A Modern Day Fairy Tale: Cyber Safety: How To Keep Your Kids Secure Online

Thursday, November 9, 2017

Cyber Safety: How To Keep Your Kids Secure Online


In today’s digital world, it’s easy to be connected with someone across the globe in just a click of a button. While this possibility opens countless opportunities, it can also be dangerous. Over half of small businesses are worried about cyber attacks, but the average person does not always have this awareness.

But a sharp sense for cyber security is key to keeping your children safe online.

“As with the real world, the Internet has its seamy side  -- and it's all too easy for kids to stray into it,” Anne Reeks writes in Parenting. “Click-click and a Peter Cottontail fan's search for 'bunnies' turns up raunchy pictures of women wearing fuzzy white ears and not much else. Porn, questionable characters, hate groups, and misinformation flourish online. To preserve the best of what's online for your kids and avoid the garbage.”

To help your children avoid inappropriate content and dangerous web users, consider these simple tips.

  1. Keep internet use age appropriate. Your seven-year-old does not need to be looking at the same content as your middle schooler. Understand what online activities are suited for which age groups. While your older child might be showing interest in social media, your youngest can be content playing games.

  1. Follow your child’s social media profiles. Once your child shows interest in starting an Instagram or other social media account, be sure to follow it. Teach them how to control who follows them and how to choose what to post.

  1. Open up communication. Make yourself an ally in their online world. Let them know that they can come to you if they see anything upsetting, confusing, or inappropriate. And of course, encourage them to show you any inappropriate or threatening messages they receive.

  1. Teach your child internet safety rules. While your child’s school likely goes over cyberbullying, online safety, and similar topics, it is your job to reinforce these lessons. Talk about what topics and posts are appropriate and which are not. Also talk to them about the messages they are sending other people and how to keep these friendly.

  1. Set parental controls. Especially for young children, it's wise for parents to set up parental controls. Most internet browsers have these capabilities, but you can also purchase external programs. As your child gets older, you can loosen these controls.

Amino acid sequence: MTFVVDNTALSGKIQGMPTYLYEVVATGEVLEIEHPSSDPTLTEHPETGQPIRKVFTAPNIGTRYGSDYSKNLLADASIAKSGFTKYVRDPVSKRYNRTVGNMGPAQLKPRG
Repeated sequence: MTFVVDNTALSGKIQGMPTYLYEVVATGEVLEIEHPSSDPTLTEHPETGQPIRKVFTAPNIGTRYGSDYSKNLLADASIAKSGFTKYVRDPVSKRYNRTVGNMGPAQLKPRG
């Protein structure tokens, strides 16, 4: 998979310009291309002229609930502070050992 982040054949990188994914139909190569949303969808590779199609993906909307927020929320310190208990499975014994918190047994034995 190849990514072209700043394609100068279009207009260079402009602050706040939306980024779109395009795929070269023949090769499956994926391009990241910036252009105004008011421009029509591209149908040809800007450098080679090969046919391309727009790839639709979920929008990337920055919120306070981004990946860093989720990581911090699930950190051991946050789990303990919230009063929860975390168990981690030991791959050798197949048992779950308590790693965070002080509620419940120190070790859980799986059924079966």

1. Create limits. Remember that you can control your child’s technology use. Limit screen time and consider what devices your child is old enough to use. The earlier your child has a personal device, the earlier they will have access to the web.

It’s important for parents to remember that children may not naturally look out for their own security. They don’t understand online threats like you do, so you will need to step in.

“They’re inquisitive — that’s what children are, and that’s what makes them so wonderful,” Ju’Riese Colon, the executive director of external affairs for the National Center for Missing and Exploited Children, said in a statement to Time. “But at the same time, we need to guide them in the direction in which they need to go.”

In the case of the internet, this direction is away from questionable content and toward age-appropriate websites and apps. Open communication and be there for your child. This will make all the difference.

2 comments:

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  2. Its a scary world out there!! Im comforted to know there's a lot of programs available to keep him a little safe. We plan to have full disclosure between him and us on the things he accesses online until he moves out lol!! So he has a looooooooong time yet ;)

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